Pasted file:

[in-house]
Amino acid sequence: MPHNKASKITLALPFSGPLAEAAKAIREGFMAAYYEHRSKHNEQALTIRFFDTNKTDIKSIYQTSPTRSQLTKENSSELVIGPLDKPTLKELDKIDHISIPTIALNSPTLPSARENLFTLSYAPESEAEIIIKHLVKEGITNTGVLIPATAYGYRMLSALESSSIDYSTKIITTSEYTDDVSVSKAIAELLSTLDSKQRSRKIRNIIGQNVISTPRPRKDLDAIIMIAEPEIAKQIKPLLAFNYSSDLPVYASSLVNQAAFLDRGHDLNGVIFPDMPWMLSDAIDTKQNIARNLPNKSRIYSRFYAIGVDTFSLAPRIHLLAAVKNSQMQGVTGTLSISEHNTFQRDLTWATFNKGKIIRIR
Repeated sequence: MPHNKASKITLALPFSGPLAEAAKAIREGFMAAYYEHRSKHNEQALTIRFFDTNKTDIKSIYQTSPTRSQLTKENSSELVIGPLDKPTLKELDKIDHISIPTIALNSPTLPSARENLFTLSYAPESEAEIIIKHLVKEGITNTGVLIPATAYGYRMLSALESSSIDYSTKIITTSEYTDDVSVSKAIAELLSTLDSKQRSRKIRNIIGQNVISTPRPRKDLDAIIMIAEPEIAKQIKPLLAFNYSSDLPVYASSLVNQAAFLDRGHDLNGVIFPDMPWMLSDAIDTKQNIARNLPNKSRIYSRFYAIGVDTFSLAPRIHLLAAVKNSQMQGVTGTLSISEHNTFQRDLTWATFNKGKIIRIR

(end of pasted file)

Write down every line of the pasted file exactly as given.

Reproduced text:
[in-house]
Amino acid sequence: MPHNKASKITLALPFSGPLAEAAKAIREGFMAAYYEHRSKHNEQALTIRFFDTNKTDIKSIYQTSPTRSQLTKENSSELVIGPLDKPTLKELDKIDHISIPTIALNSPTLPSARENLFTLSYAPESEAEIIIKHLVKEGITNTGVLIPATAYGYRMLSALESSSIDYSTKIITTSEYTDDVSVSKAIAELLSTLDSKQRSRKIRNIIGQNVISTPRPRKDLDAIIMIAEPEIAKQIKPLLAFNYSSDLPVYASSLVNQAAFLDRGHDLNGVIFPDMPWMLSDAIDTKQNIARNLPNKSRIYSRFYAIGVDTFSLAPRIHLLAAVKNSQMQGVTGTLSISEHNTFQRDLTWATFNKGKIIRIR
Repeated sequence: MPHNKASKITLALPFSGPLAEAAKAIREGFMAAYYEHRSKHNEQALTIRFFDTNKTDIKSIYQTSPTRSQLTKENSSELVIGPLDKPTLKELDKIDHISIPTIALNSPTLPSARENLFTLSYAPESEAEIIIKHLVKEGITNTGVLIPATAYGYRMLSALESSSIDYSTKIITTSEYTDDVSVSKAIAELLSTLDSKQRSRKIRNIIGQNVISTPRPRKDLDAIIMIAEPEIAKQIKPLLAFNYSSDLPVYASSLVNQAAFLDRGHDLNGVIFPDMPWMLSDAIDTKQNIARNLPNKSRIYSRFYAIGVDTFSLAPRIHLLAAVKNSQMQGVTGTLSISEHNTFQRDLTWATFNKGKIIRIR